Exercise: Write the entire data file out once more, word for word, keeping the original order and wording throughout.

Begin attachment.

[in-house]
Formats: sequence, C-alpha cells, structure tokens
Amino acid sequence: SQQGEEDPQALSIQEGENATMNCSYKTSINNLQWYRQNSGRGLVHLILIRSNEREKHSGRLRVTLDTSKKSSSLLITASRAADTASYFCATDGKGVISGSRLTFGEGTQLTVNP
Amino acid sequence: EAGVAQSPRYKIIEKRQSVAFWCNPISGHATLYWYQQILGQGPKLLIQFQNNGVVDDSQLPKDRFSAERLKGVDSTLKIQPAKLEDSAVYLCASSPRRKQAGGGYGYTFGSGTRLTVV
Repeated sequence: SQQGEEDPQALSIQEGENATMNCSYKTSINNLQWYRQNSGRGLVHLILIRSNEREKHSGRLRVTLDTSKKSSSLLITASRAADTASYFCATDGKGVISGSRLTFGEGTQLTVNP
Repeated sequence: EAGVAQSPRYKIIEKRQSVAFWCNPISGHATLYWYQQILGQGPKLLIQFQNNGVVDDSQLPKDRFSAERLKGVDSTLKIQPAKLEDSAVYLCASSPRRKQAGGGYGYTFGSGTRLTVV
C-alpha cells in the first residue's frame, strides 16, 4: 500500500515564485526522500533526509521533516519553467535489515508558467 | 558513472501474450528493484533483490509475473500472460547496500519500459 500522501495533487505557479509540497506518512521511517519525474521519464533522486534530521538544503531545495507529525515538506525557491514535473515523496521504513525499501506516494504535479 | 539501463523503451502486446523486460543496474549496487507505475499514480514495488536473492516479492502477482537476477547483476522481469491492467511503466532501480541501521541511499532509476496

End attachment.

[in-house]
Formats: sequence, C-alpha cells, structure tokens
Amino acid sequence: SQQGEEDPQALSIQEGENATMNCSYKTSINNLQWYRQNSGRGLVHLILIRSNEREKHSGRLRVTLDTSKKSSSLLITASRAADTASYFCATDGKGVISGSRLTFGEGTQLTVNP
Amino acid sequence: EAGVAQSPRYKIIEKRQSVAFWCNPISGHATLYWYQQILGQGPKLLIQFQNNGVVDDSQLPKDRFSAERLKGVDSTLKIQPAKLEDSAVYLCASSPRRKQAGGGYGYTFGSGTRLTVV
Repeated sequence: SQQGEEDPQALSIQEGENATMNCSYKTSINNLQWYRQNSGRGLVHLILIRSNEREKHSGRLRVTLDTSKKSSSLLITASRAADTASYFCATDGKGVISGSRLTFGEGTQLTVNP
Repeated sequence: EAGVAQSPRYKIIEKRQSVAFWCNPISGHATLYWYQQILGQGPKLLIQFQNNGVVDDSQLPKDRFSAERLKGVDSTLKIQPAKLEDSAVYLCASSPRRKQAGGGYGYTFGSGTRLTVV
C-alpha cells in the first residue's frame, strides 16, 4: 500500500515564485526522500533526509521533516519553467535489515508558467 | 558513472501474450528493484533483490509475473500472460547496500519500459 500522501495533487505557479509540497506518512521511517519525474521519464533522486534530521538544503531545495507529525515538506525557491514535473515523496521504513525499501506516494504535479 | 539501463523503451502486446523486460543496474549496487507505475499514480514495488536473492516479492502477482537476477547483476522481469491492467511503466532501480541501521541511499532509476496